Tuesday, August 23, 2016

'Saint Eustace' (1501) by Albrecht Dürer

Albrecht Dürer, Heiliger Eustachius, 1501 (detail). Kupferstich, 358 x 260 mm. Kunsthalle Bremen – Der Kunstverein in Bremen, Kupferstichkabinett / Photo: Karen Blindow.


The Kunsthalle Bremen was able to acquire a work sold more than a hundred years ago by the museum. The well-preserved copperplate engraving of “Saint Eustace” (1501) by Albrecht Dürer is the artist’s largest copperplate engraving, measuring 35.8 x 26 cm, it. During his lifetime, the artist viewed it as his unsurpassed masterpiece and proof of his skills as an engraver. The recently purchased masterpiece “Saint Eustace” by Albrecht Dürer once belonged to the collection of the Kunsthalle Bremen. 

Albrecht Dürer in the Kunsthalle Bremen’s Collection
With the acquisition of this rare “Saint Eustace” print one of the German master’s greatest works returns to Bremen. Furthermore, it fills a major gap in the Kunsthalle Bremen’s collection of printed works which resulted from early sales and heavy losses incurred during the Second World War. Works by Dürer represent a prominent focus of the collection in Bremen: In addition to the almost complete printed works, the Kunsthalle possess drawings, watercolours and paintings which were exhibited in 2012 in a major monographic exhibition. As loans, these exhibits have also enriched major shows of Dürer’s work internationally.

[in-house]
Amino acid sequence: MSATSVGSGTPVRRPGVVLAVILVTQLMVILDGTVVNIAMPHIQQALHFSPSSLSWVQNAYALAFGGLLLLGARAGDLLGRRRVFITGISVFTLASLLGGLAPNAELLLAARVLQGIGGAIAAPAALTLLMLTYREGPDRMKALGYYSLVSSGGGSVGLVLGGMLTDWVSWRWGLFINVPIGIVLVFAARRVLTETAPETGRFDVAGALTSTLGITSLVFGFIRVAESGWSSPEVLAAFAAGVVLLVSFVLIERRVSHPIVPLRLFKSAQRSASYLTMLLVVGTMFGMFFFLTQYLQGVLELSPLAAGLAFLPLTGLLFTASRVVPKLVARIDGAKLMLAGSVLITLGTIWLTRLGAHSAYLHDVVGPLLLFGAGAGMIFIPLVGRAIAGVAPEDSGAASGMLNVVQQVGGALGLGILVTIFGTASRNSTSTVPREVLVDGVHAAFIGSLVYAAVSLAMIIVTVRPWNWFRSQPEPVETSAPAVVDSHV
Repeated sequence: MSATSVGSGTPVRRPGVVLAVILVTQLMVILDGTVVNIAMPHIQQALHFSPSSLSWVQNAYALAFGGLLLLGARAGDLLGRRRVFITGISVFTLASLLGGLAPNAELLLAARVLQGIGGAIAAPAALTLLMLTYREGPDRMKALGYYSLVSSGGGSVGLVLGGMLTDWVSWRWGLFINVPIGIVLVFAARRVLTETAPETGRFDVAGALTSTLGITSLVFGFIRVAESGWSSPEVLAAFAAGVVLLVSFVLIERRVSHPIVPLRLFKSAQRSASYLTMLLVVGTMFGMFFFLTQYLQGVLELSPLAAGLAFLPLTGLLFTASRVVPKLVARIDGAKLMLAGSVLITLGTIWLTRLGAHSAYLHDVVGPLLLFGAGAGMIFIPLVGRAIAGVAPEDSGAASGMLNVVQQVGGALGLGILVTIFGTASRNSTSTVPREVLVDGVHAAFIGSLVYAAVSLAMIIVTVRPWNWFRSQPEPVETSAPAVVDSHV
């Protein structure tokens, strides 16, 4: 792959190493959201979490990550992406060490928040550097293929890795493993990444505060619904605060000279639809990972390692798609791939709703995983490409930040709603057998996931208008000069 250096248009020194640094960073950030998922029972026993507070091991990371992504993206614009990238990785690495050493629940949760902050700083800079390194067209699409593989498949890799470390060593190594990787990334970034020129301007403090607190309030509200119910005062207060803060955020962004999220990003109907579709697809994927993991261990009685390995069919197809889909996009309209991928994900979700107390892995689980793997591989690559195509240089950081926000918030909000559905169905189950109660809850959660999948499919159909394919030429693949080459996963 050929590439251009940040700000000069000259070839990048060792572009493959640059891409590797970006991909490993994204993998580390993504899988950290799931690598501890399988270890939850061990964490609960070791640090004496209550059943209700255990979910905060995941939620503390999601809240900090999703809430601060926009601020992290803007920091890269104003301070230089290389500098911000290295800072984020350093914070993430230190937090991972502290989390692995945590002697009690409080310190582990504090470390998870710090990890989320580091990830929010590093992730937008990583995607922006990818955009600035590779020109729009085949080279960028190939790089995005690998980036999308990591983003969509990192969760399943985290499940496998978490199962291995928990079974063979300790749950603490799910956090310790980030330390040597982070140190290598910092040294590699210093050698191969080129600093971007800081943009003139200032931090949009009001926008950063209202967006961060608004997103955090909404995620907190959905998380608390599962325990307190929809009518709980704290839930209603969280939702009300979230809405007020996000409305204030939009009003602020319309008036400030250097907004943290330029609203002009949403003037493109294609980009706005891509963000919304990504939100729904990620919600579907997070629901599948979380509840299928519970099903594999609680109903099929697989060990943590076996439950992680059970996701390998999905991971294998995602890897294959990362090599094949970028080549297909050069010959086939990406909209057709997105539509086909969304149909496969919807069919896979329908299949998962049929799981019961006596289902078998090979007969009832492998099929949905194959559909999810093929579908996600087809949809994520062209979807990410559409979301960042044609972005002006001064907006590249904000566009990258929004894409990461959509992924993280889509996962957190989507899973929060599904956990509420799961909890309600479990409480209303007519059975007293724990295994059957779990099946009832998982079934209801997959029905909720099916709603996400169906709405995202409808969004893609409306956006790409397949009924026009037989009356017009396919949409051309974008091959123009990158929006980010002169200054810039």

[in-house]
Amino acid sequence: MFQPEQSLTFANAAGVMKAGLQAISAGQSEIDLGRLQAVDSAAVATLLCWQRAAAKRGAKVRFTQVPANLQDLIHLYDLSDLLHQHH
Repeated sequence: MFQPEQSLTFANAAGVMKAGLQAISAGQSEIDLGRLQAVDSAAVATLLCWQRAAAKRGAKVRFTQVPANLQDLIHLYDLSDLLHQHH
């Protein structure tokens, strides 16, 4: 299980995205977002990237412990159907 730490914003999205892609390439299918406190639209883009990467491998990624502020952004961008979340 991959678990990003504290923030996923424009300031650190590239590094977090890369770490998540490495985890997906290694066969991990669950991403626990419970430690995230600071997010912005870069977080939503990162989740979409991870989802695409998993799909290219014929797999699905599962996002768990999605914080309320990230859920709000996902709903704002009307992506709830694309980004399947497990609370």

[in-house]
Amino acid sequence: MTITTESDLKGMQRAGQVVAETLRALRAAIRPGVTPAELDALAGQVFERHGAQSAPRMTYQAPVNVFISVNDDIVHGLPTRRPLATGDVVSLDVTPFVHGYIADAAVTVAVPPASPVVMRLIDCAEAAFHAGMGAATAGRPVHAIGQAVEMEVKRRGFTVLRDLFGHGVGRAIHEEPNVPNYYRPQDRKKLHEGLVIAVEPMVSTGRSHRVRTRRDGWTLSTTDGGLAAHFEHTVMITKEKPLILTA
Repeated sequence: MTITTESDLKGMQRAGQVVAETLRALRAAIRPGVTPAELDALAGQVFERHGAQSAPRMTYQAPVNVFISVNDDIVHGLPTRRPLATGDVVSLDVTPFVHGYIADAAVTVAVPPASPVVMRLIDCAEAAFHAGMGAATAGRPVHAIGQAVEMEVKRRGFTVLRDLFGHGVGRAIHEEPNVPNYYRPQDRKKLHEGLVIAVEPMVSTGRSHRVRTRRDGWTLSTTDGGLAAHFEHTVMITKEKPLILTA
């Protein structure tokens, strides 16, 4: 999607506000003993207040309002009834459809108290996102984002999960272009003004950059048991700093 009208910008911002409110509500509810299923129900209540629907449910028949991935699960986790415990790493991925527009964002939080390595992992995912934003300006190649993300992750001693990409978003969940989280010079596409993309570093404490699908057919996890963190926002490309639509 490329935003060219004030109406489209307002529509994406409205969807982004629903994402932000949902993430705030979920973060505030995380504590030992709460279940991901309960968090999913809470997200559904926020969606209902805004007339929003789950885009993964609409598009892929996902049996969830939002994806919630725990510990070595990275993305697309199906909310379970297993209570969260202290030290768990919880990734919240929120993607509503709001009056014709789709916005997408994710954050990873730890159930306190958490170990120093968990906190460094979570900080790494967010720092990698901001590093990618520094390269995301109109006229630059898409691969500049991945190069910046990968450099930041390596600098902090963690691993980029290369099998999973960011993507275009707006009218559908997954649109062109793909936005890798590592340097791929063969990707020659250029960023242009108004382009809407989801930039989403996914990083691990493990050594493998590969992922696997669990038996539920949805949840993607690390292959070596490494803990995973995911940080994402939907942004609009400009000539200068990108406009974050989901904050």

“Saint Eustace”, the subject of the engraving by Albrecht Dürer
The engraving shows a scene from the “Legenda aurea” by Jacobus de Voragine (1228–1298). A stag with a crucifix between its antlers appeared to the Roman general Placidus (first century A.D., later Saint Eustace). Placidus subsequently had himself and his family baptized and was subjected to a series of calamities that tested his faith. In the end he died a martyr’s death under the Emperor Hadrian and is venerated as one of the Fourteen Holy Helpers. In his engraving, Dürer depicted the apparition of the stag with the Saint kneeling before the crucifix to the left and the game in the middle distance.

The unusual refinement and concentrated use of hatching creates an almost “painting-like” impression. Dürer was able to achieve a precise depiction of the quality of various surfaces such as stone, metal, fur and foliage. The richness of forms found in nature – glorification of the divine creation – ranges from the various poses of the dogs, which are based on Dürer’s independent studies of the natural world, to plants, leaves, the lake with swans, the flock of birds and the knight on the horse ascending the mountain. Each detail is depicted with great care, the composition extending in an almost ornamental pattern. The horse reflects the beginning of Dürer’s interest in the study of perspective which he continued to explore in the following years. The fortress on the mountain appears to be inspired by his watercolours of Italian landscapes. Dürer’s watercolour “Mountain Castle in the Cembra Valley” (“Felsenschloss im Cembratal”) from the collection of the Kunsthalle Bremen was a possible model for the fortress.   

Press release and image from Art News Daily   

No comments: